They climbed the stone steps in the darkness, the silence broken only by the faint echo of their footsteps and their breathing, which became a little heavier by the time they reached the top. They exited out into the small walkway that surrounded the bell. The spotter crossed to the balcony and looked across the square below. Already worshippers were beginning to fill the space ready for the mass.

“Not long now,” he said, reaching into his pocket and pulling out a gadget. He tapped at it and looked again across the square at the throng below. “The target is down there. Wait while I get the coordinates. Might as well get prepared.”

The assassin nodded and dropped the case to the floor. He kneeled down and clicked open the catches. Laid out was a disassembled rifle. He pulled out the parts and carefully caressing each part assembled them into a sleek, efficient weapon. He also assembled a bipod for the rifle to rest on while he carried out the shot. His mind was focussed on the task in hand. It was a shot. Nothing more. The impact of a life lost didn’t bother him. He couldn’t allow it to, else he would be unable to complete his task.

He hefted the assembled rifle with its bipod and placed the feet of the bipod on the balcony wall. Pulling the stock into his shoulder, he adjusted the sight. Peering through the glass, the throng below came into sharp focus. Ordinary people going about the festivities oblivious of the strike about to happen, that one of them was about to die. As he fiddled with the sight and fine-tuned the adjustments, he could hear the strains of music as the Salvation Army band and choir performed ‘Little Town of Bethlehem’.

He paused as memories came flooding back of a time once thought forgotten. As the choir finished, he said “Silent night next. Then O Come All Ye Faithful.”

The spotter looked at him sharply.

“I was here, once,” the assassin said.

“You recalling more stuff?”

“Yes. And I was here.”


“When I was about nine, I think. I went to this church. I can remember the Sally Army playing in the square. It was cold like today. Very slippery underfoot with the ice. This is the moment, isn’t it? My mother…”


He trailed off as he started to recall how she looked. She had worried at him to be careful in case he slipped and hurt himself. He had long since forgotten, the memory being erased when he joined the bureau. Now, like a dam bursting, the sounds, the smells, the visions all came back to overwhelm him. Maybe it was this place, this time. They never told operatives about the specifics. ‘The less they knew the better’ was the policy and his spotter wasn’t letting on. He glanced across at the man. So far, all he could deduce was that he was efficient if somewhat reticent. A “get the job done and move on, no small talk” type. Emotionless and quiet was how the assassin thought of him. Certainly their current location and the time of year didn’t move the man.

He snuggled the stock closer into his shoulder, allowing his hands to move along the body of the weapon, his finger curling around the trigger. It had the comfortable feel of a well-worn tool. Something he used on a daily basis such that every contour was familiar to him. Once more he looked down the sight as the spotter gave him the coordinates.

“Okay, got it.” He stopped as a face sprang into his view, magnified by the sight glass. “What?”

He looked across at the spotter. “This can’t be right?”


I was here. In this moment. This place.

“There must be some mistake here!”

“No mistake. That’s the job I have. Get on with it.”

He looked once more down the sight. The child looked up at him. The face from so long ago. A face he recalled with clarity having seen it so many times in the mirror.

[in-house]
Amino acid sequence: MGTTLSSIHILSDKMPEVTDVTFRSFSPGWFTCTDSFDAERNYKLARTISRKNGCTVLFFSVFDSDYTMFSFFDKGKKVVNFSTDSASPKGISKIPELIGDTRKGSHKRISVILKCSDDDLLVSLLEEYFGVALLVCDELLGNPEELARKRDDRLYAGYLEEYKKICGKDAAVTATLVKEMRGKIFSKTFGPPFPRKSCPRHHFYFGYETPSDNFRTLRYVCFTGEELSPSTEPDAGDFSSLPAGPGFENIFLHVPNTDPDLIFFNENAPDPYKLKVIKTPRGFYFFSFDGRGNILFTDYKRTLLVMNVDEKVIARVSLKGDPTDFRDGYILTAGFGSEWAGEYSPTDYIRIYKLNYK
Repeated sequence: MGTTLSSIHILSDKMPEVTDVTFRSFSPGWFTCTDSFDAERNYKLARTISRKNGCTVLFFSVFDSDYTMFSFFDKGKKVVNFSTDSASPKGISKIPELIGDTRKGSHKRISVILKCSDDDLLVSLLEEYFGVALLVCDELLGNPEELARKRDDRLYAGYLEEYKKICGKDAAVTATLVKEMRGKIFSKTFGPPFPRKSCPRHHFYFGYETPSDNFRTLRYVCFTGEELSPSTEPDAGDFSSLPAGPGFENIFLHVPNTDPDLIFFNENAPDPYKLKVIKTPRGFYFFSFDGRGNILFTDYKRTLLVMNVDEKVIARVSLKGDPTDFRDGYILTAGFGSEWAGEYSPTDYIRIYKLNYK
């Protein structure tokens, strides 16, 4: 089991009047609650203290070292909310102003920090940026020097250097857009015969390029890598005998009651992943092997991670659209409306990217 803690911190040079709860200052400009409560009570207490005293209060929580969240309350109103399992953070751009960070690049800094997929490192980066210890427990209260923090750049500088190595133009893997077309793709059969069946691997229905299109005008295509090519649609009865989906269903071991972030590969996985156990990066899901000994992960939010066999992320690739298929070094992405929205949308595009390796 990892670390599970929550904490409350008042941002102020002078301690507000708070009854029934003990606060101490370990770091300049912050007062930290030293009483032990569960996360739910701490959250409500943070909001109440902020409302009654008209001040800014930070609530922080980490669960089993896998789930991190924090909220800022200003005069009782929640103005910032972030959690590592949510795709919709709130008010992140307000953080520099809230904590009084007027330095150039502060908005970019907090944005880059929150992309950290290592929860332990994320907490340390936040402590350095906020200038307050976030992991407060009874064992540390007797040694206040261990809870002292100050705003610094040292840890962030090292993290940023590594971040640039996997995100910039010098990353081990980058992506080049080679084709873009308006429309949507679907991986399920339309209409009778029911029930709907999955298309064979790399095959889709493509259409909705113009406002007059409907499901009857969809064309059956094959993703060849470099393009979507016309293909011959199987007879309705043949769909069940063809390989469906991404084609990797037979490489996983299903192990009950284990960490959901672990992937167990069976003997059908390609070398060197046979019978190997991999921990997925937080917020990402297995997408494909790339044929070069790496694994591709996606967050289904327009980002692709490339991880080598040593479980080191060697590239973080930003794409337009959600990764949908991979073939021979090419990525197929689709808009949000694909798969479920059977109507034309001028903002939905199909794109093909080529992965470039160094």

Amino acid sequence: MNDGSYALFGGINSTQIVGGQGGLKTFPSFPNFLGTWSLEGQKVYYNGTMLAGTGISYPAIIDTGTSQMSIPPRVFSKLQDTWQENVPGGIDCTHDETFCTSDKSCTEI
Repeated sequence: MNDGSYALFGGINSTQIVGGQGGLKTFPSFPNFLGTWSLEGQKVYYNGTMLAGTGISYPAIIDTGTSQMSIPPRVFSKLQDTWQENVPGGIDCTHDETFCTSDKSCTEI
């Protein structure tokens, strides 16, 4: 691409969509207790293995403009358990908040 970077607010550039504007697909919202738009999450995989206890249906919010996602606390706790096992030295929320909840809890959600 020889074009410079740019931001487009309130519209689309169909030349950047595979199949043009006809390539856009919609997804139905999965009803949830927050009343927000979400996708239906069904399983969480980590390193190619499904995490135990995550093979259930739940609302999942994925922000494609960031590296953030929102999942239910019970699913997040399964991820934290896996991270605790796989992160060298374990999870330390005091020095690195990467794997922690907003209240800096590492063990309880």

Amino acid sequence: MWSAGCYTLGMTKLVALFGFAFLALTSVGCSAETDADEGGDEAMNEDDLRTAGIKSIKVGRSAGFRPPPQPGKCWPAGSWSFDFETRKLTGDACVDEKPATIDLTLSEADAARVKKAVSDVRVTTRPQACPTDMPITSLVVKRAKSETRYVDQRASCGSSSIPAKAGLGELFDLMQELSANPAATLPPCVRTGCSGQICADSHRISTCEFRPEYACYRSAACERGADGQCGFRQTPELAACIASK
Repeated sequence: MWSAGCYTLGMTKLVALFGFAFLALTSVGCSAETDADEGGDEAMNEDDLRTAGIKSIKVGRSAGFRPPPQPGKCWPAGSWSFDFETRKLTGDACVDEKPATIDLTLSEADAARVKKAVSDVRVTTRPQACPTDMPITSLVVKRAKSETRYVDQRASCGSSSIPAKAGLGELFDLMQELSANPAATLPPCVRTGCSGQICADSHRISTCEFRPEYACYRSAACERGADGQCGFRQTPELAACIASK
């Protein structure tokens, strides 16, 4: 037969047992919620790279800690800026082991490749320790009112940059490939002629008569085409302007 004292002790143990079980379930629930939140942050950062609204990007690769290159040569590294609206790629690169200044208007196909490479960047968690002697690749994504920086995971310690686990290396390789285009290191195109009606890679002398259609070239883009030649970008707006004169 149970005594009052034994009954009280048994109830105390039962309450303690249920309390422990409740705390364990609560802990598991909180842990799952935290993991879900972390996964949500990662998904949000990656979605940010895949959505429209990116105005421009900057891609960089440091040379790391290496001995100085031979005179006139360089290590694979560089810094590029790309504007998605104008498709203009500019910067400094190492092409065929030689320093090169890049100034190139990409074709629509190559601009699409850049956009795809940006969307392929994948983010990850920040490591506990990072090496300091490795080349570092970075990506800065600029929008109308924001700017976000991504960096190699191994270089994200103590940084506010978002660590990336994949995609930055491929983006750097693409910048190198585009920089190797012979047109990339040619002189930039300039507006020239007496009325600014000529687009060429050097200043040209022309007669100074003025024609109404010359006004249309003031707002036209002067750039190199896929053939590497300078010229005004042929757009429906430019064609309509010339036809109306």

“But I will no longer exist. All those kills will no longer be dead.”

“That’s the idea.”

The assassin stared at the man, slowly understanding.

“You’re not Bureau, are you?”

The spotter pulled a pistol from his waistband and held it at the assassin’s temple. “Well, now that you mention it…”

“And my usual spotter?”

“Presently inconvenienced. He’ll be fine. Don’t want to disrupt the timeline, do we?”

“You’re an auditor?”

“Well done.”

“But if I pull the trigger, I will no longer exist. The timeline will be disrupted.”

“Yours, maybe, but we will restore all those you have disrupted.”

“And the paradox?”

The man smiled. A wintry twitch of the lips as if he didn’t care—which he didn’t. “I guess we will find out, eh?”

“And if I refuse?”

The man’s grip tensed on the pistol. “Either way you are dead. This way, you get to put right the timeline. Besides, if I have to kill you now, I’ll simply go back and try again.”

Something about the comment struck the assassin as he realised what was going on. “You already have, haven’t you?”

His companion said nothing other than adjusting his grip on the pistol.

“How many times?”

“Does it matter?”

“To me, it does. How many times have you killed me?”

The spotter shrugged. Telling his victim made no difference, he decided. “Three as it happens. On each occasion you refused to pull the trigger and on each occasion, I’ve had to go further back. I’m running out of patience.”

The assassin returned his gaze to the sight and peered down it. The child leapt into focus again. Dark eyes stared back at him—as if daring him, urging him to end it now.

“You know that if I pull the trigger, I will no longer exist,” he said again.

“Yes! Yes! So you said.”

The assassin sighed. “And if I no longer exist…”

He pulled the trigger. Watching down the sight he saw the child thrown back by the impact of the bullet. Blood sprayed onto the people around him as he fell. He lay on the ice, a dark stain oozing from the exit wound in the back of his skull.

The band stopped and all he could hear were the screams of the onlookers and the desperate cries of the boy’s mother carrying on the still, frozen air, to the observers in the bell tower.

He lifted his eyes and looked at the spotter. As he did, he started to fade away. In a matter of moments he had gone.

The spotter smiled as he looked down at the pistol in his hand and noticed that it, too, was fading away. Eventually no one was left in the bell tower.


The boy’s mother reached down and lifted him back onto his feet.

“I told you to be careful of the ice,” she scolded.

The boy straightened himself and brushed ice and snow from his coat before returning his gaze to the shadows in the bell tower above. Following his stare, his mother asked, “What is it?”

“I’m sure I saw the ghost up there.”

“No. There’s not been anyone up there for years. It’s just a silly story someone once told me.” She smiled and ruffled his hair. “It’s all nonsense. There’s nothing up there, just the pigeons roosting for the night. Now, come on! We will be late for mass.”

Taken from the latest underdog anthology.